City Council’s redistricting plan comes up short again | Editorial
City Council members portray themselves as a force for change, but on redistricting, they have prioritized protecting their prospects for reelection over creating the fairest legislative maps.
After months of secret negotiations and haggling behind closed doors, City Council has finally released its proposed redistricting plan for Philadelphia — the once-a-decade process of redrawing legislative boundaries based on the latest census figures.
Over the years, Council — instead of crafting maps that emphasized fair representation among the city’s 10 legislative districts — has routinely produced boundaries that seem designed to ensure that its members retain enough votes to continue to win reelection. Indeed, in the early 2000s, a couple of the districts on the city’s map were considered among the most gerrymandered in the nation.
After the release of the 2020 Census data, this board urged City Council to engage the public, solicit input, and create a fair map that works for the whole city. In a blow to public accountability and transparency, Council took the opposite approach — rather than soliciting public opinion at the outset of the process, they are seeking out feedback as the process winds down, when there may be little opportunity for substantive change. Because of an odd provision in the City Charter — if the map isn’t finalized by Feb. 12, councilmembers risk losing their paychecks, which may serve as a disincentive to address all but the most serious issues now.
And even in the process of issuing its redistricting proposal, Council erred on the side of opacity: members did not even release a traditional map, opting instead to publish a list of street names, wards, and divisions and leaving the process of creating an illustrated version of the map to local journalists.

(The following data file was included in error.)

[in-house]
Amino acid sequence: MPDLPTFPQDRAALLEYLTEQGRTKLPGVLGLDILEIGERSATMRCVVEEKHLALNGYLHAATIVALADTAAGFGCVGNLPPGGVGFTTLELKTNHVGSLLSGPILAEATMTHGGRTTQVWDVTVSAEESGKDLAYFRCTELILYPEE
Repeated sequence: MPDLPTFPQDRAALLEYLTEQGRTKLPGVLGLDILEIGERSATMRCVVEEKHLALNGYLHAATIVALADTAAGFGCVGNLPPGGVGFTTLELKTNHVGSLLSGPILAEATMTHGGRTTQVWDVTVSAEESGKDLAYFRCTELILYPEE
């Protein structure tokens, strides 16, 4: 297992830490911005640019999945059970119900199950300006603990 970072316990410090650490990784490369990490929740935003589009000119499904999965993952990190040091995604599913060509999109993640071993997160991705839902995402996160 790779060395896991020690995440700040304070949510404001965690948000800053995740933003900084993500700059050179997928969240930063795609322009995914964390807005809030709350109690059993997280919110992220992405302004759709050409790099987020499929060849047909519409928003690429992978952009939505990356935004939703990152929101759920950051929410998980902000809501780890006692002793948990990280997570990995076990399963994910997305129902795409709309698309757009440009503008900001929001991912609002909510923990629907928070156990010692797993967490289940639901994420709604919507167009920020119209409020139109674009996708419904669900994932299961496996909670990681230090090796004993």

In addition, Council’s proposal contains more than a few troubling elements for those who are concerned about fair representation. The 4th District, which includes several neighborhoods surrounding Montgomery County’s Lower Merion Township, is projected to have so few residents that the map itself might not be legal. Voters in Fishtown, one of the city’s fastest-growing neighborhoods, are scrambled across three districts — a move that ran counter to the wishes of local leaders.
And those changes are more than just academic: redistricting defines more than just who represents the residents of a particular district; because of the extraordinarily broad powers given to district councilmembers, it also determines who has the ultimate authority in city neighborhoods on such issues as land use and development.
Given the stakes, Council’s proposed map — and the process that led to its creation — is far below the standards that it’s essential we set for ourselves as a city. While it may be too late to revamp the redistricting process for this cycle, we can only hope that this is the last time that City Council creates a map through closed-door negotiations. Beyond just adding a few divisions to the 4th District to bring it back within the legal parameters, it’s crucial that Council devise and codify a process that formalizes substantive public input, rather than simply seeking feedback in one hearing, which is its typically perfunctory step for any other piece of legislation.
It is only by creating a trustworthy and transparent process that we can move toward districts built for what communities need, rather than clandestinely created maps that are driven by the whims of incumbent politicians.